Mortgage REITs have been maintaining abnormally high dividend yields more than last 5 years but surprise, surprise, investors have seen razor-sharp depreciation in capital and decline in current income. Maybe, it’s time for yield-hungry investors to open their eyes and recognize a fundamental fact: All REITs are not same. Mortgage REITs are a very leveraged exposure on interest rate spread, which is more ideal for a speculative investor, not an income investor.

Real estate is definitely an integral asset class in most investor portfolios. Besides being a supply of enormous wealth, real estate has a low correlation with conventional asset classes like equities and debt, and can therefore serve being an important and attractive diversifying asset. However, with an illiquid, opaque market which involves high initial investment and transaction costs, physical real estate leaves much to become desired. Some of these problems are addressed by Real Property Investment Trusts (REITs); investment entities that provide an important link between real estate and financial markets.

A REIT is really a trust company that accumulates a pool of money through a preliminary public offering (IPO), which it uses to purchase, develop and manage real estate. REITs are traded like conventional equities on major stock exchanges, and allow retail investors to efficiently gain property exposure through transparent, liquid and regulated securities. REITs also offer tax advantages to investors as they tend to be tax pass-through entities that avoid taxation at the corporate level so long as they distribute a majority of their earnings. This feature makes them much more attractive as they generally pay out dividends far above those on most other types of stocks.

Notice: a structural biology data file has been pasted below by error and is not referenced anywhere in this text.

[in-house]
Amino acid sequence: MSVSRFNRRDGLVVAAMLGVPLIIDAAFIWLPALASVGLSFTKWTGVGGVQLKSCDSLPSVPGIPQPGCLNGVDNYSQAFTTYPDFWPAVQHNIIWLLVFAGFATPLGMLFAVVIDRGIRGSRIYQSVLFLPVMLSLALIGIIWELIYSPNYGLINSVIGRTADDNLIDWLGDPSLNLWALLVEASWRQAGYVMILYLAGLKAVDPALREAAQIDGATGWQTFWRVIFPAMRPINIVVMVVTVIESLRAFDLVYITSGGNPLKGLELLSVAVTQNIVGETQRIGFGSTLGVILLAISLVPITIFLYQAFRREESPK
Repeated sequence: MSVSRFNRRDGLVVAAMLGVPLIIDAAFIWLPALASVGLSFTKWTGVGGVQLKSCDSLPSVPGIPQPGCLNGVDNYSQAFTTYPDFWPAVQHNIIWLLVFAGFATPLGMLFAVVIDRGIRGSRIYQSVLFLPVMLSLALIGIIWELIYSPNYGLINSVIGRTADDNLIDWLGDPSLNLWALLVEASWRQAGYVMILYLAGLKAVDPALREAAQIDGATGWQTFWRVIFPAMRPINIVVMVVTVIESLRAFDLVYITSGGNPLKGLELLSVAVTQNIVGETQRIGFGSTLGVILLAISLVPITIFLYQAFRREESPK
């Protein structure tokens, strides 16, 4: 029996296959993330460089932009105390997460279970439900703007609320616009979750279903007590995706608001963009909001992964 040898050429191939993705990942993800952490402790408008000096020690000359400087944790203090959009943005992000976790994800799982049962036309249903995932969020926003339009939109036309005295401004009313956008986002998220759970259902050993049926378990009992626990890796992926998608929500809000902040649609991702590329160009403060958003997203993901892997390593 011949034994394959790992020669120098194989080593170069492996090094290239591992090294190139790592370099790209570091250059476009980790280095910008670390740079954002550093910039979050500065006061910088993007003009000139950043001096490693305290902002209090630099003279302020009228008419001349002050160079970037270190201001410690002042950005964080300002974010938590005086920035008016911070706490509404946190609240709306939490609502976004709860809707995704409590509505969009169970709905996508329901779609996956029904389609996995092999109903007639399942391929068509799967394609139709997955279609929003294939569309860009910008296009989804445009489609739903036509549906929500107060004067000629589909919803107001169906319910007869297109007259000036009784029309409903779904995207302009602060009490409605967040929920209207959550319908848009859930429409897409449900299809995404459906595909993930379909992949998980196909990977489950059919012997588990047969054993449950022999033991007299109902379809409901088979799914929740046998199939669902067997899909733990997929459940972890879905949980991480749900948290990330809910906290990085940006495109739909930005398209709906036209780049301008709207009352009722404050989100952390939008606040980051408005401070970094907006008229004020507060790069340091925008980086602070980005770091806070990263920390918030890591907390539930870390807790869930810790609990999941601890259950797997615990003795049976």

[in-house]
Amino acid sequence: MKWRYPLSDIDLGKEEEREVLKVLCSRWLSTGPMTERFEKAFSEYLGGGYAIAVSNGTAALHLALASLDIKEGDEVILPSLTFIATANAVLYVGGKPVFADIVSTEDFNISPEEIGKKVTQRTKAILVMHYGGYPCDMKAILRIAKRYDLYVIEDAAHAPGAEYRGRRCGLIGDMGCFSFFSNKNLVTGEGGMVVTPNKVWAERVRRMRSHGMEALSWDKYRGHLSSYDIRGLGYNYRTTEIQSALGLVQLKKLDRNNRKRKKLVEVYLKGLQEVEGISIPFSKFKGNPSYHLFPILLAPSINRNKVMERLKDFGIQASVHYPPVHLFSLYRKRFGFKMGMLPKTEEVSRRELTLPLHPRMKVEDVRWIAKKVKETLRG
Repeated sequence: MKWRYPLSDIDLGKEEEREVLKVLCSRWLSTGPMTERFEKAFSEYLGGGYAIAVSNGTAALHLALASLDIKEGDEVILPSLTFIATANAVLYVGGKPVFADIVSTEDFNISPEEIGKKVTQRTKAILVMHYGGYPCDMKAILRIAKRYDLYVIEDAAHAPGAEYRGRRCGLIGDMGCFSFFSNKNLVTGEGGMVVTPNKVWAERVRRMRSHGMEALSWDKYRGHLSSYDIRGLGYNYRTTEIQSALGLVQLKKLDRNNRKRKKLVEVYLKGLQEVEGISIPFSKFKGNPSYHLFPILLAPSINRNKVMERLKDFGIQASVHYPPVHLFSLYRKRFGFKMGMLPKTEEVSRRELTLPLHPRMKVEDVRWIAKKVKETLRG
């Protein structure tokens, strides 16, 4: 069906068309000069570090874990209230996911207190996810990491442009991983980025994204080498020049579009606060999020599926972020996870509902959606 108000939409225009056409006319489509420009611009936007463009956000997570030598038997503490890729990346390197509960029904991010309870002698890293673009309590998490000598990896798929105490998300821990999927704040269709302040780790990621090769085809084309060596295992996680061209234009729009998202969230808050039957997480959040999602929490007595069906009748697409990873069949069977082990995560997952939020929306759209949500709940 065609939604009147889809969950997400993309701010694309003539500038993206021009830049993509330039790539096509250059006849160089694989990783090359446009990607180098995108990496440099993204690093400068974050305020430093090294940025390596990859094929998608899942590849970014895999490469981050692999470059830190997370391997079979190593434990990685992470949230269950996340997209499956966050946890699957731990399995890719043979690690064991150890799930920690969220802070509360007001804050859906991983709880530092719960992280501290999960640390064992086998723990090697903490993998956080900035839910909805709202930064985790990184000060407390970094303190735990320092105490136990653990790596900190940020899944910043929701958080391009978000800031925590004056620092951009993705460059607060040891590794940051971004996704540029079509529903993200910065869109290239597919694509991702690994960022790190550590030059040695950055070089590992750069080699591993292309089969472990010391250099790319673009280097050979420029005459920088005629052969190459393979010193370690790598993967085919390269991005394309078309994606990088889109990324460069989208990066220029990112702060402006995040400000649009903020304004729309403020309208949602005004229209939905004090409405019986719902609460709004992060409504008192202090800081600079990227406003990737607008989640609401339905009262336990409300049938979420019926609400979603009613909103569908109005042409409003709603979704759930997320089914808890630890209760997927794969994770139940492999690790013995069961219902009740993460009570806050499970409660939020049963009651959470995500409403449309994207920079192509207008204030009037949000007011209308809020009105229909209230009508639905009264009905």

The market for REITs in the united states is over $650 billion in size and, depending on the kind of real estate exposure, appear in various shapes and sizes. You will find REITs which operate hospitals, shopping malls, office space, residential flats and warehouses, to name a few. These REITs have a well balanced, toll-road like revenue model as they earn rental income. There also exists another class of REITs, called Mortgage REITs, which borrow money and get mortgage loans (or mortgage-backed securities), thus benefitting from the difference in interest rates (also called the “spread”). Retail, Industrial/Office, Residential and Mortgage REITs together comprise 64% from the entire space. (Specialty REITsarea collection of different REIT kinds like hospitals, hotels, etc)